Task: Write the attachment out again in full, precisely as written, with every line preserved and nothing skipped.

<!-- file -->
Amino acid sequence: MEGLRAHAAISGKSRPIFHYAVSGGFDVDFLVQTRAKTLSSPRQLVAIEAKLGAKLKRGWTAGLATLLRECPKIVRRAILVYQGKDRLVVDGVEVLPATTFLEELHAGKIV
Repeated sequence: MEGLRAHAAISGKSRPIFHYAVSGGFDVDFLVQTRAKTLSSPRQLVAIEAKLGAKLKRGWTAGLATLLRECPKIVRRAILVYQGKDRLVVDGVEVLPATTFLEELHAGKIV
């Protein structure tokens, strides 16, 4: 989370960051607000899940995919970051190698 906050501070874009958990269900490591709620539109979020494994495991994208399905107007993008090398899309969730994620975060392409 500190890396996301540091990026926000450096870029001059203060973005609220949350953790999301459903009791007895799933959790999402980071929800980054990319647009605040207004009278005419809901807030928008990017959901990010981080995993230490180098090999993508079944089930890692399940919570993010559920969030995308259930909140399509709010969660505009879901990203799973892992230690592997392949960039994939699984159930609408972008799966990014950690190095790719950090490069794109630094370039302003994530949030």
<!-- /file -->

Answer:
Amino acid sequence: MEGLRAHAAISGKSRPIFHYAVSGGFDVDFLVQTRAKTLSSPRQLVAIEAKLGAKLKRGWTAGLATLLRECPKIVRRAILVYQGKDRLVVDGVEVLPATTFLEELHAGKIV
Repeated sequence: MEGLRAHAAISGKSRPIFHYAVSGGFDVDFLVQTRAKTLSSPRQLVAIEAKLGAKLKRGWTAGLATLLRECPKIVRRAILVYQGKDRLVVDGVEVLPATTFLEELHAGKIV
């Protein structure tokens, strides 16, 4: 989370960051607000899940995919970051190698 906050501070874009958990269900490591709620539109979020494994495991994208399905107007993008090398899309969730994620975060392409 500190890396996301540091990026926000450096870029001059203060973005609220949350953790999301459903009791007895799933959790999402980071929800980054990319647009605040207004009278005419809901807030928008990017959901990010981080995993230490180098090999993508079944089930890692399940919570993010559920969030995308259930909140399509709010969660505009879901990203799973892992230690592997392949960039994939699984159930609408972008799966990014950690190095790719950090490069794109630094370039302003994530949030």